Food Facts for Older Adults: Information on How to Use the Dietary Guidelines
DIANE Publishing, 1993 - 68 pages
Suggests how to improve your diet with 17 simple recipes. Teaches you how to modify your own diet for better health using less fat, cholesterol and sodium, and more calcium, Vitamin D, and fiber. Illustrated.
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Page 67 - American Association of Retired Persons 1909 K Street, NW, Washington, DC 20049 (202) 872-4700 Louise D.
Page 16 - Meat, Poultry, Fish, Dry Beans, Eggs, & Nuts Group 2-3 SERVINGS Vegetable Group 3-5 SERVINGS Fruit Group 2-4 SERVINGS Bread, Cereal, Rice, & Pasta Group 6-11 SERVINGS SOURCE US Department al AgocultunyU.S Department of Health and Human Servern Use the Food Guide Pyramid to help you eat better every day.
Page 17 - A Closer Look at Fat and Added Sugars The small tip of the Pyramid shows fats, oils, and sweets. These are foods such as salad dressings, cream, butter, margarine, sugars, soft drinks, candies, and sweet desserts. Alcoholic beverages are also part of this ĦJK8j*./t\ group. These foods provide KL.* calories but few vitamins and minerals.
Page 5 - AH types of fat have the same number of calories— both butter and margarine have about 36 calories per teaspoon. So, go easy on all fats and foods made with a lot of fat. the number one cause of death in older Americans, both men and women. Smoking, high blood pressure, diabetes, lack of exercise, heredity, and being overweight are other risk factors. If you don't know what your blood cholesterol level is, ask your doctor to check it the next time you go for a visit. Your doctor can help you evaluate...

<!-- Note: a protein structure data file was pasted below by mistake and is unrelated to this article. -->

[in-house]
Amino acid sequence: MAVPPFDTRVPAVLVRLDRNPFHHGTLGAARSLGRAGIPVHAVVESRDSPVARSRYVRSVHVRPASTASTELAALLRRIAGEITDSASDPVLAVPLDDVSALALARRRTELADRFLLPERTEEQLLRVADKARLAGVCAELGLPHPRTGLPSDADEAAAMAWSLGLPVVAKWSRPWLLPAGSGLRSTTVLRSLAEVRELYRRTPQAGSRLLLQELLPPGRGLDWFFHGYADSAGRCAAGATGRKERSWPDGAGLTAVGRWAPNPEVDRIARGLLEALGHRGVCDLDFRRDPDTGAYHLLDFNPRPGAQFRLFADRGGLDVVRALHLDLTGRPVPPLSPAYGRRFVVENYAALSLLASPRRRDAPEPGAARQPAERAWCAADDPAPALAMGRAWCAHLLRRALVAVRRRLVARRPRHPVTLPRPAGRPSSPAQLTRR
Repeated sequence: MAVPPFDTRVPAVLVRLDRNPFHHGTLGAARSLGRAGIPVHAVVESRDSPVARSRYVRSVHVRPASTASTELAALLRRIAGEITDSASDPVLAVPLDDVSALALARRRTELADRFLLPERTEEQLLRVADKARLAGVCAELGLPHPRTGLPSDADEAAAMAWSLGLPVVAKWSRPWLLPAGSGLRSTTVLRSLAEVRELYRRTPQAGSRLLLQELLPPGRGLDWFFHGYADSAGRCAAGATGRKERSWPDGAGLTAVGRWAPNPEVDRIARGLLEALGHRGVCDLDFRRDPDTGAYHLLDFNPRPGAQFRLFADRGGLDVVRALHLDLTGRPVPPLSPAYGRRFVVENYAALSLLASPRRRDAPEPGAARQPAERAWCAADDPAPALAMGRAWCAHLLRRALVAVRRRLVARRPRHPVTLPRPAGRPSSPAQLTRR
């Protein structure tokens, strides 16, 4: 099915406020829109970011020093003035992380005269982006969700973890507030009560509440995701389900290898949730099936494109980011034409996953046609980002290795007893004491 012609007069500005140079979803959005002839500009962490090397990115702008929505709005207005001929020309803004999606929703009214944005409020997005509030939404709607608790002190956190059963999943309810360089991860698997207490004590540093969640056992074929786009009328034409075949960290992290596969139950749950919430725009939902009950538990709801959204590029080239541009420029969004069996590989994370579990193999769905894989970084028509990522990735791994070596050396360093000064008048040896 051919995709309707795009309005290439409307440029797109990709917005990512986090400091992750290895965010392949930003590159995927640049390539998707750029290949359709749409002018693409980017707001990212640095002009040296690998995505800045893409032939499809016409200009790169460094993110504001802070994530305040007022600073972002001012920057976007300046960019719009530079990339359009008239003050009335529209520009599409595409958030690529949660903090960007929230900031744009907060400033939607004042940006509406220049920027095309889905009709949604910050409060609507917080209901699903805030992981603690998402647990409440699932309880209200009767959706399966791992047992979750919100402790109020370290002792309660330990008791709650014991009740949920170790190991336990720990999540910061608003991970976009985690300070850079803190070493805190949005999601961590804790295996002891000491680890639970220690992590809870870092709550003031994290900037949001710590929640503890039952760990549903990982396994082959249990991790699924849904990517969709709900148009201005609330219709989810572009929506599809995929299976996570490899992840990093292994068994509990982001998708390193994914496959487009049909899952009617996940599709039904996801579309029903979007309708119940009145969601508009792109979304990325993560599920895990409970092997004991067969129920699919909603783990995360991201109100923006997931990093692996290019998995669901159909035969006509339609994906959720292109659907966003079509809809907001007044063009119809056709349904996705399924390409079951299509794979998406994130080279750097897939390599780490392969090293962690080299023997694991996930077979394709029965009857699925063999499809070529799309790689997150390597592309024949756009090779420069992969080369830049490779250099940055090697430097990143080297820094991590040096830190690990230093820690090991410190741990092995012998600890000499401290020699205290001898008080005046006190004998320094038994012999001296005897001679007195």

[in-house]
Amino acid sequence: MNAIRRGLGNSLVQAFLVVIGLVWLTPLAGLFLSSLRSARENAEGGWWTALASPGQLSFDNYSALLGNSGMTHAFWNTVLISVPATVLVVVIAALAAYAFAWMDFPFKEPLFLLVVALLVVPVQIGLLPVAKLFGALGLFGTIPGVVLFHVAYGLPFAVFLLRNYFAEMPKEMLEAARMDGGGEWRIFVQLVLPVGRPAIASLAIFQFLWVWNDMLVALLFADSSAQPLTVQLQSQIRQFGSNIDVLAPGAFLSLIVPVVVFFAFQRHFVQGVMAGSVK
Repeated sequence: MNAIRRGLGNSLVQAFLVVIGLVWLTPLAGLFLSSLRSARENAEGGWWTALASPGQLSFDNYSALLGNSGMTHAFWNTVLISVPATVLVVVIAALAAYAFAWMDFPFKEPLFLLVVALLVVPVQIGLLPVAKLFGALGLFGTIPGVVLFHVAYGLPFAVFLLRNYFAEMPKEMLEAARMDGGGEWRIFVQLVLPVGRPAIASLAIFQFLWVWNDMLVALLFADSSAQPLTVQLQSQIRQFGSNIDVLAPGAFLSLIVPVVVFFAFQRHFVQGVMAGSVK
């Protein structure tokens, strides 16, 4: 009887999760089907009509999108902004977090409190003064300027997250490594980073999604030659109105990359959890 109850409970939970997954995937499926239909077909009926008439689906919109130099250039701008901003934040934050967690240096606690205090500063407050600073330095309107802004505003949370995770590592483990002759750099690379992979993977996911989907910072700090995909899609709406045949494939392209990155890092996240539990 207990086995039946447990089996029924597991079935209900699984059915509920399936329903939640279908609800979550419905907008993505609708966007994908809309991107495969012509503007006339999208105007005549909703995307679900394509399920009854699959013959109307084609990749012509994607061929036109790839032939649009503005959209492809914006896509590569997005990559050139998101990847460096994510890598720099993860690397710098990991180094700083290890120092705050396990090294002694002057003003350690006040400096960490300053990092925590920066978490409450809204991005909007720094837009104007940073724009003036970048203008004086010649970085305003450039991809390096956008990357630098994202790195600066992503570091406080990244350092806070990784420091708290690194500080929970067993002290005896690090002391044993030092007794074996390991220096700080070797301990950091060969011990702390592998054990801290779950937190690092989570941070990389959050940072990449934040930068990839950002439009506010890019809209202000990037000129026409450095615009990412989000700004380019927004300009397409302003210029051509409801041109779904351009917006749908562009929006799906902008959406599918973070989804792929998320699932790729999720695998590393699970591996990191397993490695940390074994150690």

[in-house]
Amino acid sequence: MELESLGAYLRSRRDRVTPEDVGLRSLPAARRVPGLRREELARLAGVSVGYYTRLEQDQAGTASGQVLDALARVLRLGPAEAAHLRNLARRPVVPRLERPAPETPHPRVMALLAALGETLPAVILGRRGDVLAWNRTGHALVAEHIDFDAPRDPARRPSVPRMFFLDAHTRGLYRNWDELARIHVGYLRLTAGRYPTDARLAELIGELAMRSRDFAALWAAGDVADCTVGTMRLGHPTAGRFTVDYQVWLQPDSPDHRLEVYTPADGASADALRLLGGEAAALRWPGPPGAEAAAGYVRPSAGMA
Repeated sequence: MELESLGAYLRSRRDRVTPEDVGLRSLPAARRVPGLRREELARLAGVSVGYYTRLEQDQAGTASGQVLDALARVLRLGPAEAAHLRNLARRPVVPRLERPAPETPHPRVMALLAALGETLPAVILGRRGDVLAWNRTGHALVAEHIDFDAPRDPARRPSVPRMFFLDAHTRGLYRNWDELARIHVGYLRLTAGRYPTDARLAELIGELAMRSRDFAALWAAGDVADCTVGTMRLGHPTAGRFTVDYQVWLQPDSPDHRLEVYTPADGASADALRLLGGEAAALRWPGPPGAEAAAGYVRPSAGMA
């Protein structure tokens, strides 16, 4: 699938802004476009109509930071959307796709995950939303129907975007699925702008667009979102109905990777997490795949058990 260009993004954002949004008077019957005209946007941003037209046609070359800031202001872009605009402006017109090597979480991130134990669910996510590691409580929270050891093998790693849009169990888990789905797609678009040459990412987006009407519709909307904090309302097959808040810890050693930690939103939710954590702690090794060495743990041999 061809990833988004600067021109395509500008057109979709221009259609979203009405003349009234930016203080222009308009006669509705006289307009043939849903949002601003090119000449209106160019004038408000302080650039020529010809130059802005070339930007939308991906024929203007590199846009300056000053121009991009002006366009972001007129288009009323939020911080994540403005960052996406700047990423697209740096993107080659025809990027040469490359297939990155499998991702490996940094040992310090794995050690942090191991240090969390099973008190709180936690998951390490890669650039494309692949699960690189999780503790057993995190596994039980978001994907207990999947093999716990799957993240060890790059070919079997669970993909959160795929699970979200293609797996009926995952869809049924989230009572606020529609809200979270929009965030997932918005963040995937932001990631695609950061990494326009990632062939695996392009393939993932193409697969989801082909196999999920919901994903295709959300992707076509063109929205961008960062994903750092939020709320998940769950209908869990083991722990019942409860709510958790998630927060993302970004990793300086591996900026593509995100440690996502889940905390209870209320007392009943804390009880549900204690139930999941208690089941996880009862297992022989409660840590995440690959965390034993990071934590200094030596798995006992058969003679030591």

Page 4 - The way diet affects blood cholesterol varies among individuals. However, blood cholesterol does increase in most people when they eat a diet high in saturated fat and cholesterol and excessive in calories. Of these, dietary saturated fat has the greatest effect; dietary cholesterol has less.
Page 16 - Sugars and added) (added) These symbols show that fat and added sugars come mostly from fats, oils, and sweets, but can be part of or added to foods from the other food groups as well.
Page 37 - ... dressings, sugary foods such as candy or soft drinks, and alcoholic beverages such as beer, wine, and liquors add calories to your diet but little or no nutrients. Limiting your intake of fats, sweets, and alcoholic beverages will help keep the calories in your diet down, without sacrificing nutrients. Our society's preoccupation with weight loss has created a multimillion-dollar industry that abounds with diet plans and claims. Some diet plans simply don't work at all, and others are harmful....
Page 10 - ... not need to add any more salt at all. • Use herbs and spices as seasonings for vegetables and meats instead of salt. • Taste your food before you salt it. Does it really need more salt? Try one shake instead of two. Gradually cut down on the amount of salt you use. Your taste will adjust to less salt. The following table will give you an idea of the amount of sodium in different types of food. Individual products vary. Information on food labels can also help you make choices to moderate...
Page 17 - Nuts 2-1/2 to 3 ounces of cooked lean meat, poultry, or fish Count 1/2 cup of cooked beans or 1 egg or 2 tablespoons of peanut butter as 1 ounce of lean meat (about 1/3 serving) Fats, Oils, and Sweets LIMIT CALORIES FROM THESE especially if you need to lose weight The amount you eat might be more than one serving.
Page 1 - Eat a variety of foods. • Maintain healthy weight. • Choose a diet low in fat, saturated fat, and cholesterol. • Choose a diet with plenty of vegetables, fruits, and grain products. • Use sugars only in moderation. • Use salt and sodium only in moderation. • If you drink alcoholic beverages, do so in moderation.